According to a 2012 report from the Alzheimer’s Association, over 15 million Americans provide unpaid care for the one in eight older American with Alzheimer’s or dementia.
But a diagnosis of dementia does not necessarily mean that a loved one must be placed in long-term or nursing care. My husband Dan and I cared for my father and my mother, who was diagnosed with Alzheimer’s, in our home for five years. During that time, we found a dementia-related adult day service program that provided the specific type of mental stimulation Mom needed. She attended this program several days a week. It not only provided respite for Dan and me as caregivers, but the program helped preserve and extend my mom’s quality of life.
Adult day services (ADS) benefit both care recipients and family caregivers. Our program was offered at a site sponsored by our Area Agency on Aging and offered the following benefits for the care recipients (in this case, my mom and dad):
- cognitive programs geared to stimulate the specific needs of those with dementias and Alzheimer’s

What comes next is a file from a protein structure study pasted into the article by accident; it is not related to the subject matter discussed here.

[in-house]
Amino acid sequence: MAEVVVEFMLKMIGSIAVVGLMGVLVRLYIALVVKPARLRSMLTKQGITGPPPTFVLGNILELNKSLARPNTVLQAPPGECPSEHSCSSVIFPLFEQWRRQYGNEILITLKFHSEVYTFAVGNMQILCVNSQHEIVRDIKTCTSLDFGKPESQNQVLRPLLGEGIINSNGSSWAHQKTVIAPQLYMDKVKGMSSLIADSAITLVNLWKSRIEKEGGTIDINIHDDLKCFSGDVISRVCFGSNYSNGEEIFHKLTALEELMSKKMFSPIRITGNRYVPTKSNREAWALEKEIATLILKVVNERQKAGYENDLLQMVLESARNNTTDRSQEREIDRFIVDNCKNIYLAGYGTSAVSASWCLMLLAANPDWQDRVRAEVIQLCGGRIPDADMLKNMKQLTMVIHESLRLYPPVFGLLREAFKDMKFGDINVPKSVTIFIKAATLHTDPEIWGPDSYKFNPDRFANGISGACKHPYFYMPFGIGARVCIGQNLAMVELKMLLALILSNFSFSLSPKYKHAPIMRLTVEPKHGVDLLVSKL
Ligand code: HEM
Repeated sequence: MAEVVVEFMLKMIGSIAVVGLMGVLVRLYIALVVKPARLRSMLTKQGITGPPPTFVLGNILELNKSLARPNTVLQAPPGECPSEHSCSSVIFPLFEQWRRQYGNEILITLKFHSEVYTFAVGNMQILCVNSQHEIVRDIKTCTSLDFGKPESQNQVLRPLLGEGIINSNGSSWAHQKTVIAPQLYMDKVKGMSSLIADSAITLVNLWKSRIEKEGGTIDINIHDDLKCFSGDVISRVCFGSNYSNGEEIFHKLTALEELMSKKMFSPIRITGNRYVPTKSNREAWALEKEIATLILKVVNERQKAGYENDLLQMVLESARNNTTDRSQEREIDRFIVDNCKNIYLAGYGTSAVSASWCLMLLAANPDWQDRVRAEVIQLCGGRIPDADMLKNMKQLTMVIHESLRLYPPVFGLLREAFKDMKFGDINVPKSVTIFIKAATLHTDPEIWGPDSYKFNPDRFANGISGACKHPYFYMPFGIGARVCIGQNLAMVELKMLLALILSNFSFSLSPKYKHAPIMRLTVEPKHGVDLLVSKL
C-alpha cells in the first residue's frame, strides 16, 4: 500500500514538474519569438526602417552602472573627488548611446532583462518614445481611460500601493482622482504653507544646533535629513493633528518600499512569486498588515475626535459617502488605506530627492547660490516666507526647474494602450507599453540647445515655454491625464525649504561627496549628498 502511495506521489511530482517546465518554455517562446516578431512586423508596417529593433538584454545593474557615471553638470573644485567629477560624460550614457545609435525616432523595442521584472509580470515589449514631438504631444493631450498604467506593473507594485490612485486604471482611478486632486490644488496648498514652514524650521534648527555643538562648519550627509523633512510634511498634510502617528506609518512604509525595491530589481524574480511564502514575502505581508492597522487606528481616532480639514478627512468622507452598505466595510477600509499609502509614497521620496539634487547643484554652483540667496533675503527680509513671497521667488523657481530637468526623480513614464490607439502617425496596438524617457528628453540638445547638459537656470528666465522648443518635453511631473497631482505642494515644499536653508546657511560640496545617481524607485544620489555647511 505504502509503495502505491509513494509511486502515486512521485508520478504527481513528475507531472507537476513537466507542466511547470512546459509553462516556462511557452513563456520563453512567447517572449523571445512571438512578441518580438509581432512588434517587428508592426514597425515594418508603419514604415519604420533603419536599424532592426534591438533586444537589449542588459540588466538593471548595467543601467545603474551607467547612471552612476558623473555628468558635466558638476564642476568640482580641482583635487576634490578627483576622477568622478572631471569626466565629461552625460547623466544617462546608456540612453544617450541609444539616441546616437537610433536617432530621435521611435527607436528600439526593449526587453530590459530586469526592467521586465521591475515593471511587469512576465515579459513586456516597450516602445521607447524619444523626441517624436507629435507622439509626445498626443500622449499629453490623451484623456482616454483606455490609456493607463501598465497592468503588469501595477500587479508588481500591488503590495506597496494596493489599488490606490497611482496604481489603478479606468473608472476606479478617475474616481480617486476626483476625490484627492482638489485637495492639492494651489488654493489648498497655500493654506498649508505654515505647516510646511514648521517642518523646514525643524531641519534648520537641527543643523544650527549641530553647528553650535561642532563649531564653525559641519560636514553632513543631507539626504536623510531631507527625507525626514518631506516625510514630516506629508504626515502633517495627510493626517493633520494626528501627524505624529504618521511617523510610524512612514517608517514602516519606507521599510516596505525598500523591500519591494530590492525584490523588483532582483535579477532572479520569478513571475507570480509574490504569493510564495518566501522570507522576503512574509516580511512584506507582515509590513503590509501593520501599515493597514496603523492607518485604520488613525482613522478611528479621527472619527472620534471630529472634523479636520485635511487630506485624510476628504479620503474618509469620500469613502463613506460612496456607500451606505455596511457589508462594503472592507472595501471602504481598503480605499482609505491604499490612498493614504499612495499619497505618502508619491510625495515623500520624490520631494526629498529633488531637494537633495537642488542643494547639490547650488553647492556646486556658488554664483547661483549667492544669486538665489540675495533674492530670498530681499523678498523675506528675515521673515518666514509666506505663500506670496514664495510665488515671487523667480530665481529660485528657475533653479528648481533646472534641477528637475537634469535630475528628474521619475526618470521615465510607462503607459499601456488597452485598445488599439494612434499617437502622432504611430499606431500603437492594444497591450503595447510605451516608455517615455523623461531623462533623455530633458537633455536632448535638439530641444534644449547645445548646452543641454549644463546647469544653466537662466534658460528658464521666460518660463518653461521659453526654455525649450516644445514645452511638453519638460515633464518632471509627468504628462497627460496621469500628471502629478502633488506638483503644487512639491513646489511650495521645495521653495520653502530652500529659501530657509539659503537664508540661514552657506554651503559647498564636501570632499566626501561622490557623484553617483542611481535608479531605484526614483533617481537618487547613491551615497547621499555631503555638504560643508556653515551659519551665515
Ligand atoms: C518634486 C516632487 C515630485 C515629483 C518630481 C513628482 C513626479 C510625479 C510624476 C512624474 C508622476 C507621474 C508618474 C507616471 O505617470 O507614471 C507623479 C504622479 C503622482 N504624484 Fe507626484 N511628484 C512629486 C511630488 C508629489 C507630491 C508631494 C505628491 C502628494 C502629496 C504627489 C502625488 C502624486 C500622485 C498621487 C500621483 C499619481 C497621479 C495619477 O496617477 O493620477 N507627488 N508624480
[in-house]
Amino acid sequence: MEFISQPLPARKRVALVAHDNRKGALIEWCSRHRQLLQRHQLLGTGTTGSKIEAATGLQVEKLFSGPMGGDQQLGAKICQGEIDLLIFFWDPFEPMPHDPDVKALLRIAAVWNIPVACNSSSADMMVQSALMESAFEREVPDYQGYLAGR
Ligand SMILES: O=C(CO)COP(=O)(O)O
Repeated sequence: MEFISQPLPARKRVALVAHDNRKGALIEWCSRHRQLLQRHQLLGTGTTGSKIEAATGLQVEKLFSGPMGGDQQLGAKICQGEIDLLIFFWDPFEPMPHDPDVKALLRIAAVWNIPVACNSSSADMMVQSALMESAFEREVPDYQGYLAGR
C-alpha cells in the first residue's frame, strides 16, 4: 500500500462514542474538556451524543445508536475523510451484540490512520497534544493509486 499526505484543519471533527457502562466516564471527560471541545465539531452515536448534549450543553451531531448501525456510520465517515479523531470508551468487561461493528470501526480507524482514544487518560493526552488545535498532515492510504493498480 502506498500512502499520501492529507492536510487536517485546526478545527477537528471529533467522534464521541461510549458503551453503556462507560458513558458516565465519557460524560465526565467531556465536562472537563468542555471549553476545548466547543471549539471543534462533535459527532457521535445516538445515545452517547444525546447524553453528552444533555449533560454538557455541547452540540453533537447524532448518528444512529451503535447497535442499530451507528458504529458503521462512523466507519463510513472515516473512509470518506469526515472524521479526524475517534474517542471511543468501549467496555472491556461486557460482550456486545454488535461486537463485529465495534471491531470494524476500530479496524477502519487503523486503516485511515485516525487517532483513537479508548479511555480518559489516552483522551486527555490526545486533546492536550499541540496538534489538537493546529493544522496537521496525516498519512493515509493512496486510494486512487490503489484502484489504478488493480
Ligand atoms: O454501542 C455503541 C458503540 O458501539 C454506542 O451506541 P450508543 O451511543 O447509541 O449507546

- a supportive environment for my father, who attended with my mother
- much-needed social interaction
- music therapy, art therapy, and educational programs I could not provide at home
Adult day services also offer valuable benefits to caregivers:
- much-needed breaks for social interaction or rest
- time to focus on work
- time to focus on other family members
Dan and I were even able to access transportation that picked my parents up at our doorstep and delivered them safely to their caregiving location.
I’m convinced that adult day services extended my mother’s quality of life, and I’m enormously grateful for the staff there who helped educate our family as my mother progressed through the various stages of Alzheimer’s.
So how do you sign up?
Check with the Area Agency on Aging in your community to find a location near you. Schedule a visit and take a tour. Talk with the director and other staff. You may find that different facilities offer different programming. Ask about transportation, meals, services (for instance, the program that provided care for my mother also bathed her), and respite vouchers. And ask if they offer a list of referrals.